Going global and staying local – How Storytel cuts through the noise
Storytel is a remarkable success story, one where adaptation and best in class localisation plays a starring role. And in terms of display campaigns, Storytel is a brand at the forefront of multi-market, multi-channel advertising.
Headquartered in Stockholm, Storytel is one of the world’s leading audiobook and e-book streaming services and offers unlimited listening and reading of more than 500,000 titles on a global scale. Present in 20+ different markets it prides itself on connecting with customers at a local level.
At the heart of its digital and display advertising are dedicated individuals who are driving the brand towards ever more global success.
We spoke to Storytel’s Kajsa Berthammar, Head of Brand & Campaigns, Sara Waldestam, Campaign Planner, Svante Fjaestad, Motion Designer, and Nikolina Ivis, Design Coordinator about how they achieve their marketing objectives.
What are the challenges facing Storytel when doing digital marketing? In particular, display advertising?
Kajsa Berthammar, Head of Brand & Campaigns: When it comes to digital and display, it’s making all the formats, especially small formats.
Today we operate across 20+ markets, so that means producing a lot of material! That’s always an issue and it’s an issue that’s increasing for us as we grow.
Sara Waldestam, Campaign Planner: The challenge is with the formats, as Kajsa said. In particular, the volume we need to create, especially for smaller markets and verticals.
Kajsa: We also offer a service that is very local, if you compare it to a lot of other streaming services like Netflix or Spotify. Storytel users tend to consume the content in their local language, meaning we need to easily tweak our material.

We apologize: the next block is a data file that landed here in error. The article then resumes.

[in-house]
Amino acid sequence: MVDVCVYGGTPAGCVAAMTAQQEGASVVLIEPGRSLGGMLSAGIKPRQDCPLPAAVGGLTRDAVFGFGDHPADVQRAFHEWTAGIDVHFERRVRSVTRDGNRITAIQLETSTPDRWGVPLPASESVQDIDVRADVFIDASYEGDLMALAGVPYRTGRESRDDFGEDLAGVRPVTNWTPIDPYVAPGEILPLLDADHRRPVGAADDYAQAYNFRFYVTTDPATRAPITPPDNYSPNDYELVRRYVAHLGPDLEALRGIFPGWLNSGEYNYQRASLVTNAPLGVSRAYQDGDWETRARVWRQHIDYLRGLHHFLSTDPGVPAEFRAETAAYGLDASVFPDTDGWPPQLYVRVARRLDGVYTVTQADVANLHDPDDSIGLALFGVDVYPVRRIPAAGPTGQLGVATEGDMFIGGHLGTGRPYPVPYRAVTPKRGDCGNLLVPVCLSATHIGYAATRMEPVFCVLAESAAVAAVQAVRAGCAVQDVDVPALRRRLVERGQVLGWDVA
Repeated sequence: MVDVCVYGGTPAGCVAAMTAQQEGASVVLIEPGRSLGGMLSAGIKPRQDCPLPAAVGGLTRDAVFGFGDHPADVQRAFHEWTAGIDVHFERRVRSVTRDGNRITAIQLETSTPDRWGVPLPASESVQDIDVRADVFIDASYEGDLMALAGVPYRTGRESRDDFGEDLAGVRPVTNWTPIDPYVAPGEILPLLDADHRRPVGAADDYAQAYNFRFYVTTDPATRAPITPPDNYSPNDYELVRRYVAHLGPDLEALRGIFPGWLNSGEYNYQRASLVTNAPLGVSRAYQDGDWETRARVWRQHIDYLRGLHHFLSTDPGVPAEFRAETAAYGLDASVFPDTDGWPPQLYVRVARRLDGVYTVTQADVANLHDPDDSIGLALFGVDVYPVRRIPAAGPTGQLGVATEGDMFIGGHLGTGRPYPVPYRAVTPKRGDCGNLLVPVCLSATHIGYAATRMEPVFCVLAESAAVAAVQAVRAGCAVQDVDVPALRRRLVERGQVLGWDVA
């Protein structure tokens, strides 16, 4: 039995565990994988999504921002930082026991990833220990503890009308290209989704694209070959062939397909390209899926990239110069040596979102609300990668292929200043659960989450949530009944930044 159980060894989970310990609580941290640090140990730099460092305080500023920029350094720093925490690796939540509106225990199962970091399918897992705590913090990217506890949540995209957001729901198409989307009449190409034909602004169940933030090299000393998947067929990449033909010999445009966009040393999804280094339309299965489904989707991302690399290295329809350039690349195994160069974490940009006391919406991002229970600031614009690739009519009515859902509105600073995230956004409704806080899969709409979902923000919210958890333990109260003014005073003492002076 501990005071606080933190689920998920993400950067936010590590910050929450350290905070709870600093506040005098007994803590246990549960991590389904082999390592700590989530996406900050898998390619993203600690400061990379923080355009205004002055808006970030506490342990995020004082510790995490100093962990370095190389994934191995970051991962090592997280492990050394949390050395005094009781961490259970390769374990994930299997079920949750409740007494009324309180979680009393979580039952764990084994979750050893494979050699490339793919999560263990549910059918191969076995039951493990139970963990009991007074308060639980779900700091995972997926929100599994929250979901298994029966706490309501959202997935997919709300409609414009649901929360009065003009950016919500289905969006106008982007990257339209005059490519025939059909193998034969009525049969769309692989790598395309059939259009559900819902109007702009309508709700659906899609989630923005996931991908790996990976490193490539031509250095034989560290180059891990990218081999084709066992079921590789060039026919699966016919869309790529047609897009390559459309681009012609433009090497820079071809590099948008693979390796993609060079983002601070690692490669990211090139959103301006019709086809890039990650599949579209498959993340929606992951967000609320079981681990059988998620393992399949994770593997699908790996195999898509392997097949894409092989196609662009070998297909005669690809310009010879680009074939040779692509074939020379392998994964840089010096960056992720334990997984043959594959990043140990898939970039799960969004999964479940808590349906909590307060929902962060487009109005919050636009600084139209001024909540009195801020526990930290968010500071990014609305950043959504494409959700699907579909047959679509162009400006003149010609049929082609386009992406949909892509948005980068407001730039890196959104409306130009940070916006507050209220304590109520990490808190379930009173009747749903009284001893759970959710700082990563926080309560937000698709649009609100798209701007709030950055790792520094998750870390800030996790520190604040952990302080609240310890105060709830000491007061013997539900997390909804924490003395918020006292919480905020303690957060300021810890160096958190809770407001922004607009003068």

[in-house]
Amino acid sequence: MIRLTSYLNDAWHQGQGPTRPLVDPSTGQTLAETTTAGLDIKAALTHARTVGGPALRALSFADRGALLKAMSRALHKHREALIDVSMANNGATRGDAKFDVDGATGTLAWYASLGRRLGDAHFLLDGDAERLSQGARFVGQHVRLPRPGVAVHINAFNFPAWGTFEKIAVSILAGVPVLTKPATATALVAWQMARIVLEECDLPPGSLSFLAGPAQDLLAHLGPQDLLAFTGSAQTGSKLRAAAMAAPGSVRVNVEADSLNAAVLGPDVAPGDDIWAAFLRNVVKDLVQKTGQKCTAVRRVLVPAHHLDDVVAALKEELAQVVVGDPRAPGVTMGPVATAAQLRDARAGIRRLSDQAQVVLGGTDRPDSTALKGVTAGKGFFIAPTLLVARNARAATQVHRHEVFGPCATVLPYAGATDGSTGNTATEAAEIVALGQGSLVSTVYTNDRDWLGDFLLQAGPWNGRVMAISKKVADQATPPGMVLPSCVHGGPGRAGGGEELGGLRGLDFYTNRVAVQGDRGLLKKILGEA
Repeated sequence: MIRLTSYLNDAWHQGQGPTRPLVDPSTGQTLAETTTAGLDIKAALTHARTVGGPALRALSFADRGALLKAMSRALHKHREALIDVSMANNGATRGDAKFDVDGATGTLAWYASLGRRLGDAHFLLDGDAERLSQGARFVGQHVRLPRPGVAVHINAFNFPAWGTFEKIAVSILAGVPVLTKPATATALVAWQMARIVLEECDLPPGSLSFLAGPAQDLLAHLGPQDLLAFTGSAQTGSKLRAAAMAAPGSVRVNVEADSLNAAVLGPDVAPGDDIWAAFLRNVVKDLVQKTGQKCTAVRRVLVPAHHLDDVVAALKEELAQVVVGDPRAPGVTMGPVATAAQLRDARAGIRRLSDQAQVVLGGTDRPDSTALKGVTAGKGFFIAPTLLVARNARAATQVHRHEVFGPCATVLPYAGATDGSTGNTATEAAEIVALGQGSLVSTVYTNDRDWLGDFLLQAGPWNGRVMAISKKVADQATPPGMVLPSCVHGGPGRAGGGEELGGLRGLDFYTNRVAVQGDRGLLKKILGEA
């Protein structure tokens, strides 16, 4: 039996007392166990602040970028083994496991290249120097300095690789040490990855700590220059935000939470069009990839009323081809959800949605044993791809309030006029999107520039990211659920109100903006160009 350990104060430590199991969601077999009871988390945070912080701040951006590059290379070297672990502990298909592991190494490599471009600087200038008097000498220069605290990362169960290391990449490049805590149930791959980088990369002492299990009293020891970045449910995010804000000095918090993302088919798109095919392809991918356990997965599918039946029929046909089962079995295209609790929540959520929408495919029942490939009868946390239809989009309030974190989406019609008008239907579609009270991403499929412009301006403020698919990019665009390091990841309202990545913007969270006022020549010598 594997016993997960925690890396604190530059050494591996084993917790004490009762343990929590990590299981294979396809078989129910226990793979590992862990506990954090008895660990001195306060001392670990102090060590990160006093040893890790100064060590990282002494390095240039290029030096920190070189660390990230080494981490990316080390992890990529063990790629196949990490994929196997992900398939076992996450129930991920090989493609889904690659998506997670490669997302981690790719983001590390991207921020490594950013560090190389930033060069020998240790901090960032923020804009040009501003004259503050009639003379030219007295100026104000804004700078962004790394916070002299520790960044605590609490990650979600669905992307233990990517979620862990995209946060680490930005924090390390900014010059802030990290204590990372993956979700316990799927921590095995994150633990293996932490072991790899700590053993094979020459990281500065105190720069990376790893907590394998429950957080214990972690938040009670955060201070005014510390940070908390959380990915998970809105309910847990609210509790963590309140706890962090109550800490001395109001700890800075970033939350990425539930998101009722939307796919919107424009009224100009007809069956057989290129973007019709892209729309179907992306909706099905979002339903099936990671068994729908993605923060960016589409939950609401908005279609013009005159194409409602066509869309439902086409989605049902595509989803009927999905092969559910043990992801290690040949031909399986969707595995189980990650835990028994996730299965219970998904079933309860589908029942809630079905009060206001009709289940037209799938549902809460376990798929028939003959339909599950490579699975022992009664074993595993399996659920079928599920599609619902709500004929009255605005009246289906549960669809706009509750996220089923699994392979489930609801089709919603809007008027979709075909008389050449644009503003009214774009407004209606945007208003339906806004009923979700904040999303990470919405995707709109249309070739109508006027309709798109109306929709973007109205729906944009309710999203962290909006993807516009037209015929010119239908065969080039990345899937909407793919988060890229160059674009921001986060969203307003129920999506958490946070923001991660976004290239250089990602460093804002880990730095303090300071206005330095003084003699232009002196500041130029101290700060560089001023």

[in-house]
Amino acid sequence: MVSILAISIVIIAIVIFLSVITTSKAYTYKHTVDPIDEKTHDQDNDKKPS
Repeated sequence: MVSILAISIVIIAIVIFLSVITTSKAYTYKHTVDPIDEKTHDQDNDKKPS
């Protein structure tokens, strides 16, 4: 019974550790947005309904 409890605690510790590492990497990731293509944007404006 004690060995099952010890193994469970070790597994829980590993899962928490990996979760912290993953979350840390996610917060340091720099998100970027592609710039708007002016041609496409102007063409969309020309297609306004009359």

The same is true of our video creatives – it’s complicated creating video for a global brand and maintaining local relevance.
How is Storytel overcoming these challenges?
Kajsa: We try to automate as much as we can. In that sense, Bannerflow has been really helpful for us when it comes to intuitive format adaptations and those kinds of things; such as the smoothness of adding local images, or localising copy.
But then it’s also the media mix and understanding the bigger picture. For us it’s about creating smart templates and doing whatever we can with data feeds and those kinds of things that can be automated and connected to the product.
How have your display advertising processes changed since using Bannerflow?
Sara: A big change has been that things that once were done by a production company, we now use Bannerflow instead. And with 20+ markets to serve, we can now take a single campaign and push it out to all of those markets quickly.
Kajsa: The general answer is that we have been able to make the markets more self-servant. Now we can provide material to 20+ markets without doing every single adaptation ourselves, which is a huge help.
Sara: Bannerflow enables us to use the right display formats for the right market. Before we were like, no, we can’t make one more size but today we can target better because we can create that extra size. Plus, since our Christmas 2020 campaign, we started creating social assets in Bannerflow – with sound – which was amazing.
How long does it take you to produce a campaign?
Kajsa: It varies because we do everything. Big global brand films, which cover every channel – including display – for those the production process is quite long.
But we also do many performance-focused campaigns. And, of course, this is a much quicker process. For example, it could be: Can we test this? Can we try it in one market and see if it works and then ramp up? etc.
What’s the quickest campaign you’ve ever done?